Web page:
For the most part, questions on the SAT are put in a pretty specific order. With the exception of the passage-based critical reading, each group of questions of the same type is ordered from easiest to hardest.
So what does that mean for you when you take your SAT?
Taking each SAT section backwards is a bad idea
There are some of you out there who may be surprised by this. The (mistaken) logic goes something like this: “I should spend my time on the difficult questions while I have less time pressure, because if there’s only a few minutes left I won’t be able answer those.” And while that might give you some points on difficult questions that you might miss otherwise, it ignores the simple and critical fact that the time you spend working on the end of the section comes out of the time you could spend knocking out correct answers in the beginning of the section.
Every question in a given section is worth the same amount of points in your overall SAT score. If you get the answer to question 1 wrong, it hurts you just as much as a wrong answer to question 20.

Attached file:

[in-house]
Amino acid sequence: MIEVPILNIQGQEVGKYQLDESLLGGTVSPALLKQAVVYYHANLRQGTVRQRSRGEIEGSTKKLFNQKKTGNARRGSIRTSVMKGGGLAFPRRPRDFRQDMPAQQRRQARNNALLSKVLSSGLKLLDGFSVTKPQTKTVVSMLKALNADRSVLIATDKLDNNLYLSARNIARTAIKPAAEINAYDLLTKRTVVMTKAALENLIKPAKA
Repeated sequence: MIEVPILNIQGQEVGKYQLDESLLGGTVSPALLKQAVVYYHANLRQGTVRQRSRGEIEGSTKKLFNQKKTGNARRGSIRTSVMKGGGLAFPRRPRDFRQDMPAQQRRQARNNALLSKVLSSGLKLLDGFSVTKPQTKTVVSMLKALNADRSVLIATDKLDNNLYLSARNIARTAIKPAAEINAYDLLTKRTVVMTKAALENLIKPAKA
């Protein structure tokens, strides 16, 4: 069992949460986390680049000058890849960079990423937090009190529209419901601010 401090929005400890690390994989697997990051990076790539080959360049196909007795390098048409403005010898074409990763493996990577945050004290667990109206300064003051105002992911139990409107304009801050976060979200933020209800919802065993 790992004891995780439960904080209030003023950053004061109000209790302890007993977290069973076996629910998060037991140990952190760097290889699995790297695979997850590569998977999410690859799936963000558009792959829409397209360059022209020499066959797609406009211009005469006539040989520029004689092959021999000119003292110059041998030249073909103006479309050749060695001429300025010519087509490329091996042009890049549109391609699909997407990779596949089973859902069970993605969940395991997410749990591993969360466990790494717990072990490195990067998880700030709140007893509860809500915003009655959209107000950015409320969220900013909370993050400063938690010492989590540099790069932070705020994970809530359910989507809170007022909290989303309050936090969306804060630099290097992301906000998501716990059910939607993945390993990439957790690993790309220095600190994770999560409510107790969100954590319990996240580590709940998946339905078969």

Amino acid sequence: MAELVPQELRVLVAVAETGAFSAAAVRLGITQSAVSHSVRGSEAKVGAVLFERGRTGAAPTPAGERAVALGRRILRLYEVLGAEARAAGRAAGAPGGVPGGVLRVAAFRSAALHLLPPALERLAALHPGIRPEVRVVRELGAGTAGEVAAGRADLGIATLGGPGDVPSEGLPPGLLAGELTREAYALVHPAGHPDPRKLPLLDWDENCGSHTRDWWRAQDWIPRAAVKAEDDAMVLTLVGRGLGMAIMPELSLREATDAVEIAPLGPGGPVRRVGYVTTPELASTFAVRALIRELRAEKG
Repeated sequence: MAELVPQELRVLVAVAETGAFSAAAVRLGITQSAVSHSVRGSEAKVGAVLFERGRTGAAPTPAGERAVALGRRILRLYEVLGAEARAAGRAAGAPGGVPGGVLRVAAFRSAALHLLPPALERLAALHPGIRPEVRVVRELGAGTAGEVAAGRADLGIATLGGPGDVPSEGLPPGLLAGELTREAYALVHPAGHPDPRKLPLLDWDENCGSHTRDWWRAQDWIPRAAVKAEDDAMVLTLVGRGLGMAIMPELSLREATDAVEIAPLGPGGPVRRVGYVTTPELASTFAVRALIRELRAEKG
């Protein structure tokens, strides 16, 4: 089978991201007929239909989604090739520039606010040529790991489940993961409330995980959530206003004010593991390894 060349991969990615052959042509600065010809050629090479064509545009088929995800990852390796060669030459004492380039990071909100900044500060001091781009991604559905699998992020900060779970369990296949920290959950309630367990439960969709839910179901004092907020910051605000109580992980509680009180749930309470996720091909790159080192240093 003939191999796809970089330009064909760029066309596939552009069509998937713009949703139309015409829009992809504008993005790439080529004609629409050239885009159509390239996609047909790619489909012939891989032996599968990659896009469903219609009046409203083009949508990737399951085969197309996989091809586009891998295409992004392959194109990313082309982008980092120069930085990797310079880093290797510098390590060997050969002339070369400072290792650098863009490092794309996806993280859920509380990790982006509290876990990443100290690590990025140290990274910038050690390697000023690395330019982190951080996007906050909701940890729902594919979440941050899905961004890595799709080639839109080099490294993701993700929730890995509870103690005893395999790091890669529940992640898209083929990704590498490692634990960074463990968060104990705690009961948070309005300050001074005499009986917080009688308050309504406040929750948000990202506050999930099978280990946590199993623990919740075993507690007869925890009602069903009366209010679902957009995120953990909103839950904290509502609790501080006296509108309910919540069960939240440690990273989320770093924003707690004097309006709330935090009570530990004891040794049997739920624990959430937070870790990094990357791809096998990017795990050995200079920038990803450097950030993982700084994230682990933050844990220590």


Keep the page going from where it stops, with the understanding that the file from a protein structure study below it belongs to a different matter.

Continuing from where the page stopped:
SAT questions ripe for the plucking
If you were picking apples, and you had five minutes to get as many as you could, would you start by getting a ladder and going to the top of the tree? No you wouldn’t, would you. It’s hard to pick apples with one hand, leaning over the top rungs and trying to keep your balance. Instead, you’d run around the trunk with one hand in the air and a basket in the other, knocking ripe, low hanging apples into the basket. Maybe you wouldn’t get to the ones in the top of the tree, but you’d get a lot of apples, and that’s the point.
The SAT is an apple-picking contest. Get all the low-hanging fruit, and make sure you don’t make avoidable mistakes like answering the wrong question. Spend exactly enough time you need on each of those easier questions to be sure you didn’t fall for any obvious traps. You can worry about the difficult problems once you’ve already got a basket half-full of SAT apples.